The current trade talks were launched with the promise that tariffs would be reduced or eliminated, "in particular on products of export interest to developing countries". The deadline for producing an agreed text for the Cancun meeting was May 31. Because the rich nations have blocked every attempt to agree upon the wording, nothing has been produced. Instead, last week the European Union, the US and Canada submitted a new paper. It proposes that the poorest countries must do the most to cut their trade taxes. Bolivia and Kenya must reduce their tariffs by 80%, the EU by 28% and the US by just 24%. It appears to be a calculated insult, designed to prevent any agreement on this issue from taking place.
Nor has any progress been made on farm subsidies. In 1994, the rich countries agreed that they would phase them out, if the poor countries promised to open their markets to western corporations. The poor nations kept their promise, the rich countries broke theirs. The new round of talks is supposed to lead to the "phasing out [of] all forms of export subsidies", and a negotiating text to this effect was meant to have been produced by March 31. Again, the promise has been broken, and again the poor have been told that only if they grant the rich world's corporations even greater access to their economies, farm subsidies will come to an end.
But the powerful nations, while refusing to address the demands of the poor, press their own claims with brutal diplomacy. They now insist that the "development round" be used to force nations to grant foreign corporations the same rights as domestic ones; to open their public services to the private sector and to invite foreign companies to bid to run them. What this means, as nearly all the big multinational corporations are based in the rich world, is a rich world takeover of the poor world's economy.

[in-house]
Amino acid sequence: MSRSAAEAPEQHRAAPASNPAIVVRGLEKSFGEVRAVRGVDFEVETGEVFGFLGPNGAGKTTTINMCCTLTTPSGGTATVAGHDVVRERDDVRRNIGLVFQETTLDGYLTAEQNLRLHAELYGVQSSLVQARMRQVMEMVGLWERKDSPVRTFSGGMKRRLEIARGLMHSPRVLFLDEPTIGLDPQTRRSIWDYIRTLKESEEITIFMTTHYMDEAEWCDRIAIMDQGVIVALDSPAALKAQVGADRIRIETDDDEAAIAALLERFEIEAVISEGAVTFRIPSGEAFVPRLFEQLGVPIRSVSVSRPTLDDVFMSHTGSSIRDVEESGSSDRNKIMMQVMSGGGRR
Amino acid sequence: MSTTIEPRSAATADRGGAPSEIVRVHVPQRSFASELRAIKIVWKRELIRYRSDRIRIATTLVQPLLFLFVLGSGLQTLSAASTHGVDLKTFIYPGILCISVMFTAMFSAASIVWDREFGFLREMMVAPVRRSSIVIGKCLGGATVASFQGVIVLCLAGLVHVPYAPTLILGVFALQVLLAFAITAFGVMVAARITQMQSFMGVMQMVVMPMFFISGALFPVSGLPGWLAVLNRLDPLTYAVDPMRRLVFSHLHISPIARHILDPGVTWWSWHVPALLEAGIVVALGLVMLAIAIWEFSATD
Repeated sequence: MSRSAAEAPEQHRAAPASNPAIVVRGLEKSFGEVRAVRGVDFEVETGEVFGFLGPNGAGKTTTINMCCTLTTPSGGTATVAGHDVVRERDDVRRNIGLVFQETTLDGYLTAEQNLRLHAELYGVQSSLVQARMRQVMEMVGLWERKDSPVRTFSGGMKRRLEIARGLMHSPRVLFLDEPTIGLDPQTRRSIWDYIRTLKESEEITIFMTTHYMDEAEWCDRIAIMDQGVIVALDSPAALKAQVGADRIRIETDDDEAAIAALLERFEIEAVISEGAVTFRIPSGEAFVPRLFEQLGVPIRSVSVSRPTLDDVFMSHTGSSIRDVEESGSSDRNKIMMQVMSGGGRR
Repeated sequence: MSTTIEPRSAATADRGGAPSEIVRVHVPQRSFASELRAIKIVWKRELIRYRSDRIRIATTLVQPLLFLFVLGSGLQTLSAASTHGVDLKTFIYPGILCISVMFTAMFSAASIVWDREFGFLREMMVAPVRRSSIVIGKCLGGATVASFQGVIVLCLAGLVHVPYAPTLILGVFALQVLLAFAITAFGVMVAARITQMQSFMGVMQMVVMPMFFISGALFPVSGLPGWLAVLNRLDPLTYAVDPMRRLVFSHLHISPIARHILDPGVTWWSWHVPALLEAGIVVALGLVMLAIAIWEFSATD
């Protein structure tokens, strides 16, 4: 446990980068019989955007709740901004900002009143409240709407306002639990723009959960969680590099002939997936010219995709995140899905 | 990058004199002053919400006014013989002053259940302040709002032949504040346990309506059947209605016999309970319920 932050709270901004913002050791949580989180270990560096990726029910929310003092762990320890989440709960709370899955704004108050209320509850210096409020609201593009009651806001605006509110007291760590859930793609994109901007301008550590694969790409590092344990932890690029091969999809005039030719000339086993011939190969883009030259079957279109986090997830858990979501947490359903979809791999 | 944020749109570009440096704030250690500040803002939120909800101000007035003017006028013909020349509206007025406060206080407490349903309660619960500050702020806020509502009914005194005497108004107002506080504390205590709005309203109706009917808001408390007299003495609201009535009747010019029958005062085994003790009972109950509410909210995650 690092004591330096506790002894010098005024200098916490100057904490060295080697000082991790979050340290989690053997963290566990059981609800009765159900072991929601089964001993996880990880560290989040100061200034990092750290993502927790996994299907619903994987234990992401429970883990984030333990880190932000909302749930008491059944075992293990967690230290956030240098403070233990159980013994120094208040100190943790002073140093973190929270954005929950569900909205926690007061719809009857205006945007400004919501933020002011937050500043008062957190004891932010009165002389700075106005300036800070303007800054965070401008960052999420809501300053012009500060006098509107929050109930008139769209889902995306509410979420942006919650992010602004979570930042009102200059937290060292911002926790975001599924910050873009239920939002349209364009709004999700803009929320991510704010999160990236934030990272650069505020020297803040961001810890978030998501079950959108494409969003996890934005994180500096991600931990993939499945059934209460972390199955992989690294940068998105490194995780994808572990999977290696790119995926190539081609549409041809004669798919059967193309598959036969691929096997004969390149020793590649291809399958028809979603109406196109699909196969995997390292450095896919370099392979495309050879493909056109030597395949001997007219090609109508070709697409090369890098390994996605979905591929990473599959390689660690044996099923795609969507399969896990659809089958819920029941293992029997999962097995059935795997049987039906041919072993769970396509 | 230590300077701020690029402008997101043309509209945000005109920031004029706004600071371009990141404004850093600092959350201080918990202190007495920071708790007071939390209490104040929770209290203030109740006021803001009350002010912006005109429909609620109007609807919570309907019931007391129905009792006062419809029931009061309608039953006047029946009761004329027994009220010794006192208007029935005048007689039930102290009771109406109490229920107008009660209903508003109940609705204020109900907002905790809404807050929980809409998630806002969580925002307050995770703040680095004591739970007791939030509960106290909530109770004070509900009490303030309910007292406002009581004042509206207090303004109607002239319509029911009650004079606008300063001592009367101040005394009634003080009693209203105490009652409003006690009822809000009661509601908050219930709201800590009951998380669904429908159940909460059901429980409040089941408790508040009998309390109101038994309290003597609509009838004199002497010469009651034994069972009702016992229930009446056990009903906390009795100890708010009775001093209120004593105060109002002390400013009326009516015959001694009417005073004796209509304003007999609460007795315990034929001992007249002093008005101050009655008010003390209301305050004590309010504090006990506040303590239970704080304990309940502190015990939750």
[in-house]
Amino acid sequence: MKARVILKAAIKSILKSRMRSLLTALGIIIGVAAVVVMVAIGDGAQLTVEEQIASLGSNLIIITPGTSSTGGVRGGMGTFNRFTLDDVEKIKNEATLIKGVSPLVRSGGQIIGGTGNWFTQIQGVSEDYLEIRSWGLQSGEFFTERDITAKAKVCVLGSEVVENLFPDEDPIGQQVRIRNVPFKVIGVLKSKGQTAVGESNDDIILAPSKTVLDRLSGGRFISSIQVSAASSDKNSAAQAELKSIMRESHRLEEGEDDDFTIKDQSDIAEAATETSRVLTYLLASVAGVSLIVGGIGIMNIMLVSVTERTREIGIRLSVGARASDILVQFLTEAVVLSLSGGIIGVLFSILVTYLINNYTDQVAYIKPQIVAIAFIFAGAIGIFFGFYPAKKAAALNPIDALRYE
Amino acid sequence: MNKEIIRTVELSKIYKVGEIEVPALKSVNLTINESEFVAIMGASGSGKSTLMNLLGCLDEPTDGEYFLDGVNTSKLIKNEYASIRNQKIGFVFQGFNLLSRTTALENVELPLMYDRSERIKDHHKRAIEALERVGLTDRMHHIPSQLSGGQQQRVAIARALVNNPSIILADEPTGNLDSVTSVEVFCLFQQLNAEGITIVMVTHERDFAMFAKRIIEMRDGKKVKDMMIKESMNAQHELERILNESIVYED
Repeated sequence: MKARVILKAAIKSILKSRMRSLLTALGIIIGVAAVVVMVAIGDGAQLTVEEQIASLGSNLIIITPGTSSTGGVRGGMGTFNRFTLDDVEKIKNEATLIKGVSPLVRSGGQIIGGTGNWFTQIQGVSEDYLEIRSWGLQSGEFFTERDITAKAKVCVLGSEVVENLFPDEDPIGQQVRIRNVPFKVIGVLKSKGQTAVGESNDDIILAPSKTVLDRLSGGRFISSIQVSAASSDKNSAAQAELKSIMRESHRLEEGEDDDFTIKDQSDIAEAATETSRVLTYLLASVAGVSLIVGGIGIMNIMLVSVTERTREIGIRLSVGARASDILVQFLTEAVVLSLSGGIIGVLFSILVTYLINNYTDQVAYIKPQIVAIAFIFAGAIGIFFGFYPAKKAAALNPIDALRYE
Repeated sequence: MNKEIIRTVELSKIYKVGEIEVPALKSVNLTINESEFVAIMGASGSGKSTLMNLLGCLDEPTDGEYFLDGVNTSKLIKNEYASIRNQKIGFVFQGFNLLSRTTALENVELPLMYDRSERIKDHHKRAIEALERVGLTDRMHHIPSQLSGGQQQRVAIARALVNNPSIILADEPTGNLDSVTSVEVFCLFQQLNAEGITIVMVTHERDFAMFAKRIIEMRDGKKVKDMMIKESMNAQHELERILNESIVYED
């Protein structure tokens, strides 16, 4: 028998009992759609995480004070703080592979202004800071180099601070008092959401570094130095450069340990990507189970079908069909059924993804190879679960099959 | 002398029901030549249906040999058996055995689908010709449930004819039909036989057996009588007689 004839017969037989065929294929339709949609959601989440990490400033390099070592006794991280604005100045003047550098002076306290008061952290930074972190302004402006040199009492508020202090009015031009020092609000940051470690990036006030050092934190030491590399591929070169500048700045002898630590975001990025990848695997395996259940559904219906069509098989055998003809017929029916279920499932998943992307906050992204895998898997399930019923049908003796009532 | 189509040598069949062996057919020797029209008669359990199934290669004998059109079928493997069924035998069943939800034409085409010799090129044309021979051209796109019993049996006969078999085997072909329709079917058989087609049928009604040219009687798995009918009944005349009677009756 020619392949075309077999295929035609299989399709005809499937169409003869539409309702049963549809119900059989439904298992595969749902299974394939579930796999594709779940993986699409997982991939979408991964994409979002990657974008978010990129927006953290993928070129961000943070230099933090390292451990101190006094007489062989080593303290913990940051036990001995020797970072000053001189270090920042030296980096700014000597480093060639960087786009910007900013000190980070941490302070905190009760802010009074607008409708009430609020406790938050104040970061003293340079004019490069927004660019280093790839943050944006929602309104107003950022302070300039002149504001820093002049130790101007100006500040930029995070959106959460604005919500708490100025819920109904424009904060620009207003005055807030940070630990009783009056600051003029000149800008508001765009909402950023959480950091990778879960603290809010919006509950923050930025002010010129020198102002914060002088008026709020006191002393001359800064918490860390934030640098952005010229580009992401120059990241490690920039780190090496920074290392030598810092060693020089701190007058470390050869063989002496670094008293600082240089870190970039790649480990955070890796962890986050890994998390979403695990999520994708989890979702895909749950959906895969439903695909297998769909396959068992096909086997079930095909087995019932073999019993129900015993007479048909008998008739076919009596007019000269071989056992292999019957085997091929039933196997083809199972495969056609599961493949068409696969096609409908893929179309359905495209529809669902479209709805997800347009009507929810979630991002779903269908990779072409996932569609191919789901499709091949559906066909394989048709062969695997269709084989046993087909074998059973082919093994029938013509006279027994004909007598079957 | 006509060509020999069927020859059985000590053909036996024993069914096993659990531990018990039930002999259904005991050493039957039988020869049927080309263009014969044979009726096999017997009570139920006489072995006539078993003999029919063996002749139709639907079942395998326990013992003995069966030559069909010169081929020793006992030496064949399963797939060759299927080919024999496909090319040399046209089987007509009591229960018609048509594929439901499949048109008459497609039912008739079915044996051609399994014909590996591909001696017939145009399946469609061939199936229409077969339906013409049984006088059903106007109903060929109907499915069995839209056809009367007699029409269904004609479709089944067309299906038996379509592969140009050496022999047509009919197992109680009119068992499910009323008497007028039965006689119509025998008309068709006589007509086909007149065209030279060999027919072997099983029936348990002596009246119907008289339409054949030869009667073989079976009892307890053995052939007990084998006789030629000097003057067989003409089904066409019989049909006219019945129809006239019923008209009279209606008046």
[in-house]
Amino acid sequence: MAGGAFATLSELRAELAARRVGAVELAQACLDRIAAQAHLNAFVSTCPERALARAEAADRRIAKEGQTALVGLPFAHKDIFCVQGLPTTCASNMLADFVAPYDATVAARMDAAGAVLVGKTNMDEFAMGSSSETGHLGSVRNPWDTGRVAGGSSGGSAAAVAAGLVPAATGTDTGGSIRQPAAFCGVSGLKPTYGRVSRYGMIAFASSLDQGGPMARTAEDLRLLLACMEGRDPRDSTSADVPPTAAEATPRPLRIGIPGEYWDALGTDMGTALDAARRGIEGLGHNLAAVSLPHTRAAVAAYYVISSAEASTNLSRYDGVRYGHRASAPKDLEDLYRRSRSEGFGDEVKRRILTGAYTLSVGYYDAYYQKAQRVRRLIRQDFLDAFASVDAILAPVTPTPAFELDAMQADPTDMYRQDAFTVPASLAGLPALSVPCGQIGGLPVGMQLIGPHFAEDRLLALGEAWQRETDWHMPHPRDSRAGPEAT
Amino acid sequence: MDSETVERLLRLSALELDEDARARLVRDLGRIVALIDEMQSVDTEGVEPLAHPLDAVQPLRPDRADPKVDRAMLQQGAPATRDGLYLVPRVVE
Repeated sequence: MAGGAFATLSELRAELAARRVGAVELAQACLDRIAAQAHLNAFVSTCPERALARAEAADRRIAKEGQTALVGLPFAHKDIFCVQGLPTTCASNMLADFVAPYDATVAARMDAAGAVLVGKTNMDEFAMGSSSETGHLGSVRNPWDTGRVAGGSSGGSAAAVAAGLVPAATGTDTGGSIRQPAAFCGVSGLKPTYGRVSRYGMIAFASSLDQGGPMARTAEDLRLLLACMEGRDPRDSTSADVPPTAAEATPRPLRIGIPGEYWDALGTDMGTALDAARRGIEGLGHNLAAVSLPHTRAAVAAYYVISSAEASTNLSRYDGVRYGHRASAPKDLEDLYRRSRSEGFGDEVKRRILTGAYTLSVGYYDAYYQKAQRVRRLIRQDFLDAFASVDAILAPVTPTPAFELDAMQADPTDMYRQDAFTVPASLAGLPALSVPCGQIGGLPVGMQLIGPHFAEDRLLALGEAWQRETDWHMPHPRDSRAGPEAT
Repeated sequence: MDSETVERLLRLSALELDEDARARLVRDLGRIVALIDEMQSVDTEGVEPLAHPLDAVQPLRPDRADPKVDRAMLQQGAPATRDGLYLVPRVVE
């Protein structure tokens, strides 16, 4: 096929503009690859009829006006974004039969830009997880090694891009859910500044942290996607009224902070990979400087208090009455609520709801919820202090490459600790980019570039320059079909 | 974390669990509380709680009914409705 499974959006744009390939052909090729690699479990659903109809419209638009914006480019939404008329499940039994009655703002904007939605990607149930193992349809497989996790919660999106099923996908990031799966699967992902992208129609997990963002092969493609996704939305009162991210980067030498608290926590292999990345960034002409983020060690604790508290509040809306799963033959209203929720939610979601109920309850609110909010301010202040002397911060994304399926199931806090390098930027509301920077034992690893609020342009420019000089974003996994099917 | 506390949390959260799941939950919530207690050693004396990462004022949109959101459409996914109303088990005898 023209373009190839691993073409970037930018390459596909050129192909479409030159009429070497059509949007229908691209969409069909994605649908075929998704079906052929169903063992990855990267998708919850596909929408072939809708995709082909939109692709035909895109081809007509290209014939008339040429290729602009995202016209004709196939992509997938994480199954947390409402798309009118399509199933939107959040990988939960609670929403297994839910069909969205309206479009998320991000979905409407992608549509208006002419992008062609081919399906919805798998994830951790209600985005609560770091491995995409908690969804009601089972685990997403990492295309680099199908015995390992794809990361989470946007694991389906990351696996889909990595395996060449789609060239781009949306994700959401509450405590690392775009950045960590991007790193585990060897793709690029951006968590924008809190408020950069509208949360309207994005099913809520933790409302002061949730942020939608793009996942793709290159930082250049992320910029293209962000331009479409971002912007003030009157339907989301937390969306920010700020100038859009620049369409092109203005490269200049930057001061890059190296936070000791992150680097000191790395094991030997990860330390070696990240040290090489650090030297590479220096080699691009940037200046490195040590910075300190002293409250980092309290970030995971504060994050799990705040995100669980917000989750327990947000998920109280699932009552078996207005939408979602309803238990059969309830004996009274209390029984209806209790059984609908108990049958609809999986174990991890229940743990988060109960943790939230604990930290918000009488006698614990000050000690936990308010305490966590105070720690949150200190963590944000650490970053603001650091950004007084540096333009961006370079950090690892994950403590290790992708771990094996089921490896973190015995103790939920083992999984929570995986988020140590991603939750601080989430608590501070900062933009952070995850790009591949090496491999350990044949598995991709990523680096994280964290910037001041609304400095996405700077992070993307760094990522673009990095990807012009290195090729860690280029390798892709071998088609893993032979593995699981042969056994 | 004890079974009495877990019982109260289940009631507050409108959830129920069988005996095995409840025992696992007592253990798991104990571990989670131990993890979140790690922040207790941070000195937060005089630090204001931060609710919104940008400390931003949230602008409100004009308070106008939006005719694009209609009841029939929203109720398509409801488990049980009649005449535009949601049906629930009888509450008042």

Lamy and Zoellick and the governments (such as ours) they represent must know that these demands are impossible for the weaker countries to meet. They must know that the combination of their broken promises and their outrageous terms could force the weaker governments to walk out of the trade talks in Cancun, just as they did in Seattle in 1999. They must know that this will mean the end of the World Trade Organisation. And this now appears to be their aim.
Subverted and corrupted as the WTO is, it remains a multilateral body in which the poor nations can engage in collective bargaining and, in theory, outvote the rich. This never happens, because the rich nations have bypassed its decision-making structures. But the danger remains, so the EU and the US appear to wish to destroy it and to replace world trade agreements with even more coercive single-country deals. The narrow path campaigners have to tread is to expose the injustices of the proposed agreements without assisting the rich world's underlying agenda by demanding that "the WTO has got to go".
But eventually, as in France, there must be a revolution. It is likely to happen only when there is a globalised crisis of survival: a worldwide shortage of grain, for example (like the deficit which followed the bad harvest of 1788) or - and this is currently more likely and more imminent - a shortage of fossil fuel. In previous columns I have suggested some of the means (such as a threatened collective default on the debt) by which this revolution can take place. Until the nouveau-ancien regime has been overthrown, and Lamy and Zoellick and their kind are (metaphorically) swinging from the lampposts, the rich, like the aristocrats of France, will devise ever more inventive means of dispossessing the poor.
· Next week: How do we best support the demands of the poor world?